First, a minority of oncologists were interested in participating in bundled payments for breast cancer care. Previous studies estimated that 6–17% of physicians support or are “very enthusiastic” about bundling [1, 2], similar to the percentage of our respondents who would participate in a $5000 program. Second, the proportion of respondents interested in participating in bundled programs increased as the compensation level increased from $5000 to $15,000, but did not increase further with payment above $15,000. This threshold effect raises the possibility that increases in price may not overcome reluctance to participate among a substantial proportion of oncologists.
Participation in bundled payment requires assuming a level of risk as patients’ clinical courses may be unpredictable leading to uncertainty regarding costs [2, 17, 18]. Even among patients with localized breast cancer, like those described in this survey, a variety of disparate treatments may be required and complications may arise. Our survey focused exclusively on medical oncology and infusion costs, which may differ according to a variety of factors including a patient’s tumor size, hormone receptor and Her2/neu status, tumor gene expression status, whether the patient is pre- or post-menopausal, as well as individual patient variability . Bundled payment programs thus require physicians to accept a degree of uncertainty.
Tolerance of risk varies substantially across individual physicians [20,21,22]. Furthermore, some providers have relatively little understanding of the costs of care [23, 24] and may not feel responsible for managing costs . Our results accord with studies in which providers affirmed the importance of cost-conscious care but opposed restricting access to effective therapies [1, 16, 25]. Also in keeping with previous investigations showing that older physicians were more likely to support withholding costly therapies with little clinical efficacy , older oncologists in our study were more supportive of bundling. Unexpectedly, women were less likely to be interested in bundled payment for breast cancer care, an association that has not previously been described to our knowledge. Further research will be needed to understand these patterns.
This study is limited by small sample size and response rate. While our model controlled for such demographic factors as the percentage of patients in physicians’ panels who are black or are uninsured, there may be other differences in practice characteristics, such as academic affiliation, which correlate with attitudes regarding bundling. Our study is further limited by the fact that our survey did not include items to explicitly assess providers’ level of understanding of payment systems. In practice, physicians’ with different levels of understanding of reimbursement systems are likely to be affected by changes to physician reimbursement schemes, and further study is needed to elucidate how education about payment reform impacts physicians’ willingness to accept bundled payments. Our analysis did control for self-reported involvement in insurance contracting and did not find level of involvement in contracting to be a significant determinant of willingness to participate in bundling. As an increasing number of initiatives are launched to reform physician payment, oncologists’ may be further exposed to bundled payment programs and their attitudes may change . Our study focused on providers’ willingness to participate in bundled payment programs for localized breast cancer, and it is unknown whether these results are applicable to other tumor types.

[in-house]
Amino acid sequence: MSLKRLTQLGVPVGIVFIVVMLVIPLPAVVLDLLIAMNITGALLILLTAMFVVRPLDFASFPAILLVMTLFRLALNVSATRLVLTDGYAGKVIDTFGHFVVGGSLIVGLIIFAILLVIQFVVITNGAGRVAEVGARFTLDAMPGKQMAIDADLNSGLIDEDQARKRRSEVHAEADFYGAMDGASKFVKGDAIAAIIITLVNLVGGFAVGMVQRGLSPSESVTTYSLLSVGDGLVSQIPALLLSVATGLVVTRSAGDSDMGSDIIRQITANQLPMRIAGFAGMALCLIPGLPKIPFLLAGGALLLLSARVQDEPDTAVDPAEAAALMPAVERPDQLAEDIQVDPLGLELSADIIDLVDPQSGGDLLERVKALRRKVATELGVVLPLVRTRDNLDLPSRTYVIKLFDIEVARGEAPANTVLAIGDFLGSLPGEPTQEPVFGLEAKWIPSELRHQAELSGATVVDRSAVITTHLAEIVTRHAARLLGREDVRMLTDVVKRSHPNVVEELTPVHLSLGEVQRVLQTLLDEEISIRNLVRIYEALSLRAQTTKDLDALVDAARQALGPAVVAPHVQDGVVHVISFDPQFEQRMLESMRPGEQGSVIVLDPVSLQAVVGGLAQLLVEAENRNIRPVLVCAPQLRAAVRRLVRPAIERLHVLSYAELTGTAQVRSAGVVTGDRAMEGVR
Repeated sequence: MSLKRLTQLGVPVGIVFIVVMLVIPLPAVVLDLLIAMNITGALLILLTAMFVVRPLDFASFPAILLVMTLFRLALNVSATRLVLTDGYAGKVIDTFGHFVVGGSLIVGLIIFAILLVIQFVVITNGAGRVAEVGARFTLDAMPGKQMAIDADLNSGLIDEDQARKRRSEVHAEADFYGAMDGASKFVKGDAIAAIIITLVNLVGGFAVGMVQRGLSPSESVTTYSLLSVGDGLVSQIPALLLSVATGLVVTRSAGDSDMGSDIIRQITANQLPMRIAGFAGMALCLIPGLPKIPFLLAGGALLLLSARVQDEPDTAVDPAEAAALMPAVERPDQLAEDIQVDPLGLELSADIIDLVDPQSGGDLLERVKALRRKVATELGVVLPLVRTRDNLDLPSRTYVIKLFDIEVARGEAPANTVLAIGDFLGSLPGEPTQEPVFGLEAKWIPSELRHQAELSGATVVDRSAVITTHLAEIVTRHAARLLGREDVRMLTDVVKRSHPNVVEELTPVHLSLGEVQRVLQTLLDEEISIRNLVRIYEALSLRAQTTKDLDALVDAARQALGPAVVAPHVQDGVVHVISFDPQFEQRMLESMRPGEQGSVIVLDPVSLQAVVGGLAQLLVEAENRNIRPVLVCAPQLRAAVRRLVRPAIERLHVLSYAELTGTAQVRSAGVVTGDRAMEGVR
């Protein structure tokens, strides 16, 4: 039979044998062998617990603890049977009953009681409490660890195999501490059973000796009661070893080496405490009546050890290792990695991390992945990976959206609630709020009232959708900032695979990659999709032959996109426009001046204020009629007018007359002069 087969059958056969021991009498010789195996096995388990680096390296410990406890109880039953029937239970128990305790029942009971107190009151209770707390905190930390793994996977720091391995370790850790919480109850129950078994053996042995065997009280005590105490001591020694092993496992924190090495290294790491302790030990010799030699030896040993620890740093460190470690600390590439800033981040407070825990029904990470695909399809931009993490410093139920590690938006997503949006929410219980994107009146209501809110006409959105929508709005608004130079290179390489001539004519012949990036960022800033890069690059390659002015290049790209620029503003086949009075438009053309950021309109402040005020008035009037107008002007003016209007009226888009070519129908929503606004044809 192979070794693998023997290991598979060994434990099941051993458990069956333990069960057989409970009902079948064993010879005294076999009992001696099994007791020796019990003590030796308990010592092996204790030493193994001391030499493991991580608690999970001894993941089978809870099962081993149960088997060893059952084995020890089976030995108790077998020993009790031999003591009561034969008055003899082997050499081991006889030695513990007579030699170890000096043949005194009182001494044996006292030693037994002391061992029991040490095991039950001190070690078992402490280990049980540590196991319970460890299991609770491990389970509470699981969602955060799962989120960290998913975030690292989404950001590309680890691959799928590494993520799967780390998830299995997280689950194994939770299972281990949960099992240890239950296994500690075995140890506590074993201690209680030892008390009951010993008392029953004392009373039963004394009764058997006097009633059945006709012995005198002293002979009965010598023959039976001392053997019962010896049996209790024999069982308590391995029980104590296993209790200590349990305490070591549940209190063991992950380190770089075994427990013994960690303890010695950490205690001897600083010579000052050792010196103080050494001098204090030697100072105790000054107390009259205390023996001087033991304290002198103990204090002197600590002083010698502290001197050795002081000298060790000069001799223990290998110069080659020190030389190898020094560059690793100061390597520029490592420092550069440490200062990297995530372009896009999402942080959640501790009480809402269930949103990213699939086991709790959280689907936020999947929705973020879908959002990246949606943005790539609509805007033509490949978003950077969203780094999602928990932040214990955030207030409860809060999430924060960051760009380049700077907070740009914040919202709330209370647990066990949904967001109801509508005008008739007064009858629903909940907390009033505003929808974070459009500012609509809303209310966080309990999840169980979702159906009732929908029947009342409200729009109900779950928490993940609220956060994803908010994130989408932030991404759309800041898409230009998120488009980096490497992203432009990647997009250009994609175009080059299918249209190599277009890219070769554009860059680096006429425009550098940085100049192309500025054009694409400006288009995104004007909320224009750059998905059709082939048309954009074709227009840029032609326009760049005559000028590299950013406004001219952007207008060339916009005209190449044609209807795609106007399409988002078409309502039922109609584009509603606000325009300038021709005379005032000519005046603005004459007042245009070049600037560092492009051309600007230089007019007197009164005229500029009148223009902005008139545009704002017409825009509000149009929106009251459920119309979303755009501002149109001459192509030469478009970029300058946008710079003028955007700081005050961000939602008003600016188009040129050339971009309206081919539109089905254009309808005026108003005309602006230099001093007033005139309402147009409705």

In summary, this study of oncologists supports the growing body of evidence that physicians have limited enthusiasm for bundled payments and raises the possibility that higher compensation may not overcome resistance to bundled programs among a substantial proportion of oncologists.
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The authors thank Younji Kim for her administrative assistance in the manuscript submission. The Departments of Health of Florida and and Pennsylvania provided State Cancer Registry data. Published findings and conclusions are those of the authors and do not necessarily represent the official position of the Florida or Pennsylvania Departments of Health.
This work was supported by a National Institutes of Health/National Cancer Institute grant (5-R01-CA133004).
Availability of data and materials
The research database is maintained by author K.A.
Ethics approval and consent to participate
The University of Pennsylvania and Massachusetts General Hospital Institutional Review Boards approved the study, and considered completion of a questionnaire as implicit informed consent.
Dr. Armstrong has a consulting role with GlaxoSmithKline. The remaining authors have no conflicts of interest to disclose.